Furthermore, by eliminating protections for people with pre-existing conditions, the legislation would leave many minority communities at the mercy of massive premium increases in an unregulated insurance marketplace. Due to a confluence of environmental factors, some of the “health disparities affecting people of color” include increased susceptibility to cancer, heart disease, HIV/AIDS, diabetes, osteoporosis, and other ailments.
A tax giveaway to the wealthy
Another aspect of the Graham-Cassidy bill that went unmentioned during the survey period was that Graham-Cassidy’s proposed expansion of the existing health savings account (HSA) model is effectively a tax giveaway to wealthier Americans. The legislation would increase the amount of pretax income families and individuals can contribute to HSAs, but it would do nothing for low- and middle-income Americans who already cannot afford to save money. As CBPP vice president Edwin Park noted in a November 2016 takedown of GOP proposals to expand HSAs, such a plan “would mostly help wealthy, not uninsured” people. Economist Kathryn Phillips further elaborated in a December blog for Health Affairs that HSAs “primarily benefit the wealthy, the healthy, and the educated” by providing a savings vehicle to tackle modest expenses. Additionally, KFF found in 2006, when the GOP was vetting a major health care overhaul during the Bush administration, that HSAs can increase out-of-pocket costs for “people with chronic conditions, disabilities, and others with high-cost medical needs” and would do nothing to increase coverage among the uninsured.
Media Matters used iQ media to search evening newscasts (airing at 9 p.m., 10 p.m., or 11 p.m.) from local affiliates of ABC, CBS, Fox Broadcasting, and NBC in Anchorage, AK; Cincinnati, OH; Charleston, WV; Phoenix, AZ; and Portland, ME for segments that aired between September 18 and 22 about Graham-Cassidy. The markets included were either the largest television market in the selected states or, in the case of Cincinnati, a large market where Sen. Portman lives. We identified and reviewed all segments that included one or more the following words or phrases: Graham, Cassidy, Senate health, GOP health, Republican health, Affordable Care Act, ACA, Obama care, Obamacare. Segments were then coded for mentions of the following issues regarding Graham-Cassidy:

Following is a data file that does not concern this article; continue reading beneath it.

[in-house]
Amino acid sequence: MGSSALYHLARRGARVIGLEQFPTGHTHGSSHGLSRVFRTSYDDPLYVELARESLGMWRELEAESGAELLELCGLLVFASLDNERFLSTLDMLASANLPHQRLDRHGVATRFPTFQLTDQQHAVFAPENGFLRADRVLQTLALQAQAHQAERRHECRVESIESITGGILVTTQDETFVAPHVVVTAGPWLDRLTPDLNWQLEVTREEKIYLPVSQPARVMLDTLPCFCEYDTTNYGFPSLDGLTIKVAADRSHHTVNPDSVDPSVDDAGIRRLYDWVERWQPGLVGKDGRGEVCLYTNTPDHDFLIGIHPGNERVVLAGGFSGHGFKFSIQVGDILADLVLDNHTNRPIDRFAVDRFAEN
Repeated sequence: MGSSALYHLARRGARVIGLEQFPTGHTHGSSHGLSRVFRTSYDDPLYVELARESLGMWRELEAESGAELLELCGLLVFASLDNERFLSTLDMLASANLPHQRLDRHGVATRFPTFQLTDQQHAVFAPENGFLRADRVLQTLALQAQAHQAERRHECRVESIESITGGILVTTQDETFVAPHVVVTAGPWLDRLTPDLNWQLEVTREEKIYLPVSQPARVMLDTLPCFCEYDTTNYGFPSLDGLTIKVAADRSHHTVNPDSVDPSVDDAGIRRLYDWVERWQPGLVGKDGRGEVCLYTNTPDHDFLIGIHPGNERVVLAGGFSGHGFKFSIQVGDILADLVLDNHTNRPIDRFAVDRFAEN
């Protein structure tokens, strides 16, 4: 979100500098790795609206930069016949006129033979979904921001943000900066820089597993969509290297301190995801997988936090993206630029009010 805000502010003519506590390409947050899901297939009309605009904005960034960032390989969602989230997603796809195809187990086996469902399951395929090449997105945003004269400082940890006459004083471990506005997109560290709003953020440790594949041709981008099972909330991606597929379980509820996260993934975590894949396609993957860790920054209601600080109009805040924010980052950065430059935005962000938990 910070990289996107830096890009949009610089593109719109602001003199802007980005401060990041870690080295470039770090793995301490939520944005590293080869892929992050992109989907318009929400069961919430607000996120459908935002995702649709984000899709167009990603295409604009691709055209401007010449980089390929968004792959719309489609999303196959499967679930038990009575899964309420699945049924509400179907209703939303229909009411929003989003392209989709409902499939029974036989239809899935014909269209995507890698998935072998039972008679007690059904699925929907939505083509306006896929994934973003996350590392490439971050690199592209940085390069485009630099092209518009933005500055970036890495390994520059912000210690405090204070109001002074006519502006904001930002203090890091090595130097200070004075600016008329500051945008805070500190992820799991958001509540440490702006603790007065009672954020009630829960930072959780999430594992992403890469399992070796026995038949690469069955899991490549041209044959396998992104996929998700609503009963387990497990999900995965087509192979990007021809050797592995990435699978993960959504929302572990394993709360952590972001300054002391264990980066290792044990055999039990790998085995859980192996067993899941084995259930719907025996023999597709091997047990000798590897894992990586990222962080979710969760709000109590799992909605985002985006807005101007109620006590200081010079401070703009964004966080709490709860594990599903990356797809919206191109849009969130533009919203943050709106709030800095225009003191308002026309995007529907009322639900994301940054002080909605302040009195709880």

- cuts to Medicaid;
- increase in uninsured people;
- impact on the elderly;
- impact on minority communities;
- impact on low-income people;
- impact on disabled people;
- impact on women;
- increase in reliance on health savings accounts (HSAs);
- increase in premiums;
- potential rollback of essential health benefits (EHBs);
- impact on people with pre-existing conditions;
- freeze in Medicaid funding for Planned Parenthood;
- impact on mental health care;
- impact on addiction care; and
- impact on rural hospitals.
We also coded for mentions that:
- HSAs primarily help the wealthiest and/or do nothing to help low-income or uninsured people; and
- a bipartisan group of governors criticized the bill in a September 18 letter.